T-Mobile Promised Major Job Growth Post Sprint Merger. SEC Filings Show The Exact Opposite Happened
from the Charlie-Brown-and-Lucy-Football dept
When T-Mobile was selling its $26 billion Sprint merger to regulators, it told anybody who’d listen that the deal would create a parade of new jobs. In a 2019 blog post that still hasn’t been deleted (amateur move, guys), ex-T-Mobile CEO John Legere didn’t mince words in his predictions:
“So, let me be really clear on this increasingly important topic. This merger is all about creating new, high-quality, high-paying jobs, and the New T-Mobile will be jobs-positive from Day One and every day thereafter. That?s not just a promise. That?s not just a commitment. It?s a fact.”
“…These combined efforts will create nearly 5,600 new American customer care jobs by 2021.”
2021 is here, and a recent SEC filing shows that the company has actually lost about 5,000 jobs in a little under a year and a half. That number could potentially be even higher. As noted last April, T-Mobile quickly set about immediately shuttering its Metro prepaid division (a decision that had nothing to do with COVID), resulting in an estimated 6,000 layoffs (something T-Mobile said wouldn’t happen). Last June, the company fired hundreds of additional Sprint employees during a conference call that lasted all of six minutes.
There’s likely more where that came from, as the company is still operating dual headquarters in both the Pacific Northwest and Overland Park, Kansas. In most mergers like this, the acquiring company tries to keep things the same for about a year to keep folks calm before the hatchets are unveiled.
Of course, this is all something that consumer groups, antitrust experts, unions, and even Wall Street stock jocks predicted. Most of those folks predicted that, even though it would take time, the deal would eliminate anywhere between 10,000 and 30,000 jobs. That’s in addition to their complaints that the deal effectively reduced US wireless competition by 25% via 4-3 carrier consolidation, something that historically always, sooner or later, results in higher prices for consumers (see: Canada, Ireland, Germany).
Granted in his original blog post, Legere made fun of those critics and insisted they were simply making shit up:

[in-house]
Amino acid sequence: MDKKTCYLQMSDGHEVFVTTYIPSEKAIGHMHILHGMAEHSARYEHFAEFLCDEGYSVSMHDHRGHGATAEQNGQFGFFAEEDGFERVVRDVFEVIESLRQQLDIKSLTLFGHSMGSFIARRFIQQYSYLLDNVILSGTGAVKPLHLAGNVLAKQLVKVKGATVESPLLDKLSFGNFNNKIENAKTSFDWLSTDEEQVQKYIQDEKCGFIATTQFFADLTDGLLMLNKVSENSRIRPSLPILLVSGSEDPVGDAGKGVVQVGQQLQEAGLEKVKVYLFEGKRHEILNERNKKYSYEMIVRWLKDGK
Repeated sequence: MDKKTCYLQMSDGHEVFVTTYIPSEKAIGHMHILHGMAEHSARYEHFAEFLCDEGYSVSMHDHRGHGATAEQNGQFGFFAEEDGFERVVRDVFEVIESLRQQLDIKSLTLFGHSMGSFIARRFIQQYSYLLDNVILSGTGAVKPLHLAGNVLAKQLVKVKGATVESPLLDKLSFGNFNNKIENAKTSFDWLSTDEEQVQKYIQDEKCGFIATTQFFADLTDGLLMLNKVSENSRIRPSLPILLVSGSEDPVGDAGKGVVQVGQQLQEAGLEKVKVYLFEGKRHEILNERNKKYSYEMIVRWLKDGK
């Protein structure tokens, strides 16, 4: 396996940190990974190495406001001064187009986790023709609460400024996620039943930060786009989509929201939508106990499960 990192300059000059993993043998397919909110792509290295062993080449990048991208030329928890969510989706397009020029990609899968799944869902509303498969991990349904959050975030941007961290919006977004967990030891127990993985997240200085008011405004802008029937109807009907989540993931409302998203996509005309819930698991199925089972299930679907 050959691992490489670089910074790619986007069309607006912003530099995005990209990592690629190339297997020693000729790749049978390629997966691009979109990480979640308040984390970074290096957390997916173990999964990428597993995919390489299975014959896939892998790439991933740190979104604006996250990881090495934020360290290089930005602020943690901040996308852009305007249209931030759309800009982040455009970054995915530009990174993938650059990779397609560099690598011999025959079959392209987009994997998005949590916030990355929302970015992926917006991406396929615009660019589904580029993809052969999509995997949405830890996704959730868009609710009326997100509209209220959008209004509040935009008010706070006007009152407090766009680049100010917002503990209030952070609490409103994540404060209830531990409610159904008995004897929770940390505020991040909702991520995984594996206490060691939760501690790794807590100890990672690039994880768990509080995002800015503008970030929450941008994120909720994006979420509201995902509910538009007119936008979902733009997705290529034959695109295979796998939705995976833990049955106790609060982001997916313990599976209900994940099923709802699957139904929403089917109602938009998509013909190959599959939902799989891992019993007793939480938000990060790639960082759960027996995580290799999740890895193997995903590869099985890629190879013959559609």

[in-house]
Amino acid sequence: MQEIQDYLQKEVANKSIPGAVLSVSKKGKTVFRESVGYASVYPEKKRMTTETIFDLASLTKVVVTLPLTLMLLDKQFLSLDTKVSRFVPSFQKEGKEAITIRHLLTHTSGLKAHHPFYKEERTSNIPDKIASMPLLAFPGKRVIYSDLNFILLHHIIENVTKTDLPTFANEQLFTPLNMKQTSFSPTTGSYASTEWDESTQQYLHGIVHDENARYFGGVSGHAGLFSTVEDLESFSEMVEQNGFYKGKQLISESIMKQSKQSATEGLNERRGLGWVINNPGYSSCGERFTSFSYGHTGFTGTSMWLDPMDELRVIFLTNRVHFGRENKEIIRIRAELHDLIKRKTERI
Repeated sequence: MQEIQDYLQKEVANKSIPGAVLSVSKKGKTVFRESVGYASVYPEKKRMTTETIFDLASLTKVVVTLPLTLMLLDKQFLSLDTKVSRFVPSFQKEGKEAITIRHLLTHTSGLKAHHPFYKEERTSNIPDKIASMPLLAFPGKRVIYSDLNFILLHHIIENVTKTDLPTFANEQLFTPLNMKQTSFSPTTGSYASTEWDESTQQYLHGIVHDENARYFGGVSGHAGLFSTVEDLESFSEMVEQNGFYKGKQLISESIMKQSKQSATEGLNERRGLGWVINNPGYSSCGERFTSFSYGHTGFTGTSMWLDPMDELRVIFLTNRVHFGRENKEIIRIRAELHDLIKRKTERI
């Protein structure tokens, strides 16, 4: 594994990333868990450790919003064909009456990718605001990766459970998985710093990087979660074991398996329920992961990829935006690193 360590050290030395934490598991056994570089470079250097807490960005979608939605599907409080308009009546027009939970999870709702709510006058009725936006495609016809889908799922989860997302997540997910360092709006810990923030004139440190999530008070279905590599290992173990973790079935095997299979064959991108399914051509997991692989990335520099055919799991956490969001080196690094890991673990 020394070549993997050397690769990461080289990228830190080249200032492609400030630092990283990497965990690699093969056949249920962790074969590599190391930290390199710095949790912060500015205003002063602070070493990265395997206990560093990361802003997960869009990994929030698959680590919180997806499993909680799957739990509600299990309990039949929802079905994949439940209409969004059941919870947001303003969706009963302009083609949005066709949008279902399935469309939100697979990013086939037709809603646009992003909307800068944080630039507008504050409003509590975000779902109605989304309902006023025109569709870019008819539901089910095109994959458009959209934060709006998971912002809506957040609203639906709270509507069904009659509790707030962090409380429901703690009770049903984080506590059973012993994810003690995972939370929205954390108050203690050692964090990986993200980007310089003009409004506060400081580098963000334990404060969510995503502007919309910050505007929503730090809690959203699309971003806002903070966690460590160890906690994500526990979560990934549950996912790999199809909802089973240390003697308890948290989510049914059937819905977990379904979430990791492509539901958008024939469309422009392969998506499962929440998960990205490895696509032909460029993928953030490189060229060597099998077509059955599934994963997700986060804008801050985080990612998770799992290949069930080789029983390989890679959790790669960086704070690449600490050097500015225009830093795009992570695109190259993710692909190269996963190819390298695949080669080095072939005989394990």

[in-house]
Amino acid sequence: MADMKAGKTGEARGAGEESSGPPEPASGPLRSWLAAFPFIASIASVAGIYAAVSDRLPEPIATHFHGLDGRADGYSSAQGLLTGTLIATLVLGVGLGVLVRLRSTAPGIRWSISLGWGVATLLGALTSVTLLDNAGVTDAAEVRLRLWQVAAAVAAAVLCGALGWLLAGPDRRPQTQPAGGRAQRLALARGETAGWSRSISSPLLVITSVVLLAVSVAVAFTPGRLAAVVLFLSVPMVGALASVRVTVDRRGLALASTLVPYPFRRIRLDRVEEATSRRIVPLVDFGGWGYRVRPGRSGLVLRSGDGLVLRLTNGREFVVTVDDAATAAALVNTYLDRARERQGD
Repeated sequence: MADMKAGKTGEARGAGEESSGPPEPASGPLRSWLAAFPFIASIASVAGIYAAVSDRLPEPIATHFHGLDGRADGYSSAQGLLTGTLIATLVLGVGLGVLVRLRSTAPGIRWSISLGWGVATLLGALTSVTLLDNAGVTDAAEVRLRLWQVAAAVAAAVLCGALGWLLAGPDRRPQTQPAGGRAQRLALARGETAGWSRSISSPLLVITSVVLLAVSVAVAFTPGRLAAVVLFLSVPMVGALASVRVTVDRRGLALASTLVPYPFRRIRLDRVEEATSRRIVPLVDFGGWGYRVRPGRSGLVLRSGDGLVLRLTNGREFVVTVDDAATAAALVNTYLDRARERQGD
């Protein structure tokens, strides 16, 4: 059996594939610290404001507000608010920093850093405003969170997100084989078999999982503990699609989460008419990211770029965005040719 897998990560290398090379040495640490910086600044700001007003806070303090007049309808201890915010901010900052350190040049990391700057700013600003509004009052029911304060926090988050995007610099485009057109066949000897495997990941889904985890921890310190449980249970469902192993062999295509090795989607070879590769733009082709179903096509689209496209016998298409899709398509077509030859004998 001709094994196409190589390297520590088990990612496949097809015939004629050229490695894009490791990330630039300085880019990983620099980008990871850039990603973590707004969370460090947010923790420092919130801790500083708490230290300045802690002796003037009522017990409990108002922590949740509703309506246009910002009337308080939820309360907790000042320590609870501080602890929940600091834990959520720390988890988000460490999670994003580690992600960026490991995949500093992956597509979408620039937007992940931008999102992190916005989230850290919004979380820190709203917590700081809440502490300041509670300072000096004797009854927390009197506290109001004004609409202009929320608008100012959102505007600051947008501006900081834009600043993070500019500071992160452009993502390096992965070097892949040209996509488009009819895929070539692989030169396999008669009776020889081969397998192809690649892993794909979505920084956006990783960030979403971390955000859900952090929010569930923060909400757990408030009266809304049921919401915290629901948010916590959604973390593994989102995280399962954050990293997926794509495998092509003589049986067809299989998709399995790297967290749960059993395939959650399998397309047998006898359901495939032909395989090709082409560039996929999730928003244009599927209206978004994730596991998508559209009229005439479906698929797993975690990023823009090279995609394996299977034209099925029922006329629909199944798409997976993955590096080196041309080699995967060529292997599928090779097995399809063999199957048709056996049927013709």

“I guess if the real numbers don?t tell the story you want, you can just make up new ones? It?s actually offensive.”
Yes, accurate predictions are so offensive. Granted John Legere, who successfully built T-Mobile from an also-ran into a major competitor (thanks in part to regulators blocking AT&T’s 2011 merger with T-Mobile), was quick to leave the company shortly after the deal, offloading his Central Park West Penthouse to Giorgio Armani for $17.5 million (how many employee jobs is that?). And as Light Reading notes, T-Mobile’s revenues continue to soar as it continues job cuts it promised wouldn’t happen:
“In 2015, T-Mobile was making about $650,000 per employee. Last year, it generated almost $912,000. For workers at the company, that is not a source of comfort.”
Granted this happens absolutely every time there’s a major telecom merger. Companies throw out bullshit job growth claims, knowing full well such consolidation inevitably will result in massive job cuts a year or two later as redundant positions are eliminated. The press hypes the false merger “synergy” claims, then (usually) can’t be bothered to follow up with reports highlighting how the promises were empty. It’s a massive ouroboros of dysfunction, and no matter how many times we live through the exact same experience (AT&T’s countless mergers, Verizon’s countless mergers, Comcast’s repeated mergers), America has a severe allergy to learning absolutely anything from experience.
Mindless consolidation and “growth for growth’s sake” hurts employees, markets, and consumers. Full stop. Regulators could have forced Sprint to find another suitor, preferably one that didn’t result in a loss of overall competitors (Dish, Comcast, Charter, Google, Amazon). Instead we signed off on another massive deal, based on a parade of false promises. Then, in two or three years when US wireless prices (already some of the highest in the developed world) are even higher, everybody will stand around with a dumb look on their faces wondering how exactly we got this point. Wash, rinse, repeat.